How I Fight Manic Depression

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Feel free to leave links to whatever posts, blogs or websites you believe will be helpful to other people… however, please leave any comments containing rhetoric about Xenu, Tom Cruise, and any preaching about the anti-pharmaceutical or anti-psychiatry movements on my About Page. Any discussion about Katie Holmes is, of course, totally encouraged. All of the quotes are from things I’ve posted on Salted about my own recovery.

1. “The disease is really just a tiny piece of something in your brain… little microscopic drips of chemicals that are just a little bit out of place or about four out of a trillion neurons sparking once instead of twice.”

The first thing is perspective. It took me a while but when I finally started to see manic depression as a disease, as a cancer, it became easier for me to fight against it because instead of blaming myself all the time, now I had a target.


2. “For too long we’ve deluded ourselves into believing manic depression was either something to be perversely proud of or something to be desperately ashamed of… but the mystique is a lie, it’s just a fucking disease.”

The other thing about perspective is language. We have one of the most overly romanticized diseases anyone can be born with. Manic depression is not Depression and Depression is not a disease. Manic depression is, however, a disease with a higher death rate than Cancer.

The difference between real emotion and manic depression is the depressions and mania’s fed to us by the Disease have no natural cause. They just Are. They are real emotions in the same sense that a flashlight gives off real light, but it’s not the Sun. Manic depression is meaningless. Most of us either dream about killing ourselves or manage to kill ourselves for absolutely no reason other than that’s what the disease is designed to accomplish.

People with manic depression don’t get depressed, we get suicidal. Half of all people with manic depression will try to kill ourselves at least once… but half will not. Manic depression, just like lung cancer, is not romantic. Treating the disease as something more than what it is only takes away from your recovery.


3. “Soon after we first get into recovery, when either nothing seems to happen or things just seem to get worse, we blame ourselves, we blame the medications, we blame the doctors and / or we blame the system. We’re not fixable, not treatable. Improvement in our first year of treatment is the same way I’d improve if you removed one of the four knives that have been pushed into my stomach. But it is improvement.”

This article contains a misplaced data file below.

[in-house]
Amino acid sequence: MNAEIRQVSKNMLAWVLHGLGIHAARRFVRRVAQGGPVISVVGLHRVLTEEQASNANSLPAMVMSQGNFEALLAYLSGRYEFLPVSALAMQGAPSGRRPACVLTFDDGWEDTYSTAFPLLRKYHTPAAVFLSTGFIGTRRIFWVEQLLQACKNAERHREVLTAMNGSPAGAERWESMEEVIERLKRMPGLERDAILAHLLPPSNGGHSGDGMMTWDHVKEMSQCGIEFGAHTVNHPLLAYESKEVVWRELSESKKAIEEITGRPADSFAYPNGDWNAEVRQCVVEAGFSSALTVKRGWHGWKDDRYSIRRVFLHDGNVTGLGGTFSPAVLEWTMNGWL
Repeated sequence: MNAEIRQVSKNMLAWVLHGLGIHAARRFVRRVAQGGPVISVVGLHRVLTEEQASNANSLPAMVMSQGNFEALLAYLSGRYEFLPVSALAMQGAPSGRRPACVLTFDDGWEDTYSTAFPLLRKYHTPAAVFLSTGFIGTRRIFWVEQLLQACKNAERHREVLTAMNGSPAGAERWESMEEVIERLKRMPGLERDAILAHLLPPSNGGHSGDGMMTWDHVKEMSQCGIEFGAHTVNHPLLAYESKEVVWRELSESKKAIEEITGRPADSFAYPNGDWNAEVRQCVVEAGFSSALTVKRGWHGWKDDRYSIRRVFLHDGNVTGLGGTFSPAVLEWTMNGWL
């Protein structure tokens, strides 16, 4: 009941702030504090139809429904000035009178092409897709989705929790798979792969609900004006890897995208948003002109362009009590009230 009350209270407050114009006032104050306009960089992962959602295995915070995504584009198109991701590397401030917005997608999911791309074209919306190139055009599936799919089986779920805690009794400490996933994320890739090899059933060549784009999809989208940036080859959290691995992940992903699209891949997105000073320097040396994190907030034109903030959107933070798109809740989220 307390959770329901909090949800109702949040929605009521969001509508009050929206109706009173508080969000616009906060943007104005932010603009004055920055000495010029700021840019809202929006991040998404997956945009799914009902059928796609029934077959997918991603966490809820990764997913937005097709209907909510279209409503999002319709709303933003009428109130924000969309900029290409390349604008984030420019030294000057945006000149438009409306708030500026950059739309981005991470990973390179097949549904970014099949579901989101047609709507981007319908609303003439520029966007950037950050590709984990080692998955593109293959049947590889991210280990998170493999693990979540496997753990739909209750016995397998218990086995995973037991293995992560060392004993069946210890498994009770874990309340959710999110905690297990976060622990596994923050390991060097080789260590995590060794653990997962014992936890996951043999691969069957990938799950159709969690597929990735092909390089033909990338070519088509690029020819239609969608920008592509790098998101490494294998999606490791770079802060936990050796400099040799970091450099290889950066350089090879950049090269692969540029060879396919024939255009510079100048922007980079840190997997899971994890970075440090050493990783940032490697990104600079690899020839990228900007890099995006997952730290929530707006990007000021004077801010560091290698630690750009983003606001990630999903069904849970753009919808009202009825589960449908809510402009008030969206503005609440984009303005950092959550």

What we don’t understand in the beginning is there are stages to our recovery that we all go through. We all wake up depressed two weeks after starting our recovery and ask why aren’t we better. We are all in danger during the first few months of our recovery of deciding everything we’ve done so far is useless.

In the beginning our treatments involve some guesswork. There are no arrows in our treatment, there are only blankets. We have to keep the doctor informed about side effects, and about recurrence of symptoms.

Because the study of the brain is only a decade removed from having to crack our skulls open to see what’s going on, our treatment and recovery depends to a large extent on our ability to accurately describe our symptoms to our doctor. So there’s a good chance you may end up changing medications a few times, this means withdrawal from one and the introduction of another.

Better diagnostic tools are not far away. Until then our recovery will not be smooth.


4. “With the medications we take there’s generally an overlap, so for a few weeks to a few months you’ll have all of the worst symptoms of the disease with all the crap side effects of the medications. Once the medications get to the proper level in your body, however, the side effects start to become less noticeable as your body gets used to them, while at the same time they start having an effect on the symptoms and the disease.”

Probably the scariest thing is the first major episode after we’ve started treatment. Most of us assign any lull in our behaviours immediately following starting our treatment to the medications. But the medications we are normally prescribed can take months to get to the proper levels in our body, then there’s usually another span of months before we can start to quantify any changes in our behaviour.

This is why doctors normally start high and work their way to lower doses. So for the first few months we usually get the worst of both worlds (side effects and symptoms).

This is why it’s so important to have a doctor monitor your progress. Unfortunately this is also when we’re most likely to panic, stop taking the medications and tell the doctor he’s full of shit… but most of the time they’re not.


5. “Manic Depression has no weight. There may be some depressing, horrible, tragic shit in your life story, but Manic Depression didn’t kill your dog, MD didn’t divorce your parents, MD didn’t kill your best friend in a drunk driving accident before you could apologize to him. Manic Depression did, however, prevent you from rationally dealing with those problems.”